The Workhorse of the Prairies

The middle of nowhere took on real meaning for immigrants to Canada’s Last Best West in the early 20th century. Most newcomers were delivered to the heart of this vast continent by train. The locomotive and cars on the rails at the North Battleford Western Development Museum symbolize the unrivalled importance of rail transport in the story of Saskatchewan settlement in the early 20th century. The North Battleford WDM’s Type 4-6-0 locomotive was built in 1913, for the Canadian Northern Railway. In the early years it was used in mainline passenger service. Locomotives like this gained the nickname workhorse of the prairies.

After years hauling passengers on the prairies, it was relegated to freight and branch line work. When Canadian Northern amalgamated with the Canadian National Railway (CNR) system in 1919, this locomotive was part of the deal. It was a switching engine in the yards at Blue River, British Columbia when it was pulled out of service in after a working life of nearly 50 years.

The boxcar was synonymous with emigration from the United States. Land in the USA was taken up before Canada’s west was settled. Americans, with need for more land, looked to Canada for a fresh start. They loaded their provisions onto boxcars headed northwest into Canada’s Last Best West. The Museum’s boxcar was built in 1929 by Canadian Car and Foundry in Montreal, Quebec and last used at Lloydminster.

Stock cars were also called into service by American farmers immigrating to Canada. They brought their cattle along on the trek, a ready-made start to establishing a herd in their new home. Stock cars also shipped cattle to market. The Museum’s stock car was built in the late 1920s for the CNR.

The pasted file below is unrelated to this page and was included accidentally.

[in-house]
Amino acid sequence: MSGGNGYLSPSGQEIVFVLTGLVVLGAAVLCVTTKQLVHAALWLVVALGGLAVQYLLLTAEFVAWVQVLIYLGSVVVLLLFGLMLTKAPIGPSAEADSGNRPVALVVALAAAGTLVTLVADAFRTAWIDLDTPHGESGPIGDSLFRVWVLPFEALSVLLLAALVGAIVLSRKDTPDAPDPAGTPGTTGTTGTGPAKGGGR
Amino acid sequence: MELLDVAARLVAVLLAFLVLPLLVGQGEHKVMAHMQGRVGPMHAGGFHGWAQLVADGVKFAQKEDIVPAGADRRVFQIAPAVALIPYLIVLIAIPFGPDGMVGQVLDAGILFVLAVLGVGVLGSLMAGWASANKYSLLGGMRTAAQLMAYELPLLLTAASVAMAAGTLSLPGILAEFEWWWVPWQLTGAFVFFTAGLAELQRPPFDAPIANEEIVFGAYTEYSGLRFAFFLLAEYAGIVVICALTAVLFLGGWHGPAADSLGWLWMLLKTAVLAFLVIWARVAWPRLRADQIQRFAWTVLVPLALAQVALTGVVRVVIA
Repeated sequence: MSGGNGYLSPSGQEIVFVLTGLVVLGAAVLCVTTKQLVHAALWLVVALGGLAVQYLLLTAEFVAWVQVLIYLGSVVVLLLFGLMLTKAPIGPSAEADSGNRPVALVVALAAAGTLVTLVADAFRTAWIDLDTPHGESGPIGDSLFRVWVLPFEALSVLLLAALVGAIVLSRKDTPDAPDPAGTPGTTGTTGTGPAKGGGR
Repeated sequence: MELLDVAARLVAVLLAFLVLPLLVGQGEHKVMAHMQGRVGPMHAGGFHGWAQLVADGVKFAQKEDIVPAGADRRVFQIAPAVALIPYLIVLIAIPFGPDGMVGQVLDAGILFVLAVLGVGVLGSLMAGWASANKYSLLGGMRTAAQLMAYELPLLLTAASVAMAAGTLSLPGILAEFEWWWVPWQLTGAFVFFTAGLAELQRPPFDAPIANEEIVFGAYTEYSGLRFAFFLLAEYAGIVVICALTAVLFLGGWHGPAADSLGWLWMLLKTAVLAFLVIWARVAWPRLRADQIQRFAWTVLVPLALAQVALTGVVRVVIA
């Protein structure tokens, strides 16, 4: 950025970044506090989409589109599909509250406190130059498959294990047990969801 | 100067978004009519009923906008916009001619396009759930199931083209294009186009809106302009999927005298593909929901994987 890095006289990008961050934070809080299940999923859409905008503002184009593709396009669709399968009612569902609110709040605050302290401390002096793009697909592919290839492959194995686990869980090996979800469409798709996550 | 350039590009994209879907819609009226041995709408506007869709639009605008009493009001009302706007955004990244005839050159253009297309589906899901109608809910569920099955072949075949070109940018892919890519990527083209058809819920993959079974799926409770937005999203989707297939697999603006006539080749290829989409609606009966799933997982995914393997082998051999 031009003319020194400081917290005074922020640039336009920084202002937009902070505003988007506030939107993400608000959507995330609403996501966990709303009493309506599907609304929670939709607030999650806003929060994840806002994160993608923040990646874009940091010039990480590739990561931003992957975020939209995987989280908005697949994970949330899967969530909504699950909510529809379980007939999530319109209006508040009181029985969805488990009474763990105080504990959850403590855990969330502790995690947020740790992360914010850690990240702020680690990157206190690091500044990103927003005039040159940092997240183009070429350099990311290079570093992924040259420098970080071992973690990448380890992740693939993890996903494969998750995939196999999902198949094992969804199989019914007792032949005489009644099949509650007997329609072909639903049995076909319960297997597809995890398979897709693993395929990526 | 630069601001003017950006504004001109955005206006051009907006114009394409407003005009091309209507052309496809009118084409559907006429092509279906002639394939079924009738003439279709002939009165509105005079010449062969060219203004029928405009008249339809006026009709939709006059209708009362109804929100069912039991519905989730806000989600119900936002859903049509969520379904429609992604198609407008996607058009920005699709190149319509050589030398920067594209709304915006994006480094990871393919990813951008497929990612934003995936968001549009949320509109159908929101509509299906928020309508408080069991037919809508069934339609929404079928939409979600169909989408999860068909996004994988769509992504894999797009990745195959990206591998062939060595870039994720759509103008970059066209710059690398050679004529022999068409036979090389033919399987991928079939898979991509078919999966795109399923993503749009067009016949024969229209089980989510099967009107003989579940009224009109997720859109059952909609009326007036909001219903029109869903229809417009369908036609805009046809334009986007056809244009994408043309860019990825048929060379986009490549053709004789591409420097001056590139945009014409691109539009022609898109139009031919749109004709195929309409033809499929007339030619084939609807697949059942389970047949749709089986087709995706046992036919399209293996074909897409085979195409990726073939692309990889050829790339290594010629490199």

Flatcars, too, were called into service for delivery of farm equipment, whether owned by American immigrants or sent new from eastern factories to western distributors and sellers. The Museum flatcar is a straightsill type, a CNR piece last used in Jasper, Alberta. The caboose was built by Canadian Northern in 1912 and rebuilt in 1942. It saw its last service in the Great Lakes region of Ontario, and was taken out of service in 1991.

Rail travel and transport is at the heart of Saskatchewan’s settlement story. The railway ate up the miles that separated west from east, people from their homelands, and manufacturers from their markets. In addition to people, the railways brought letters and newspapers from home, supplies that lined general store shelves across the prairies, merchandise ordered through catalogues, and farm equipment from the East. The rail took farm produce to distant mills and markets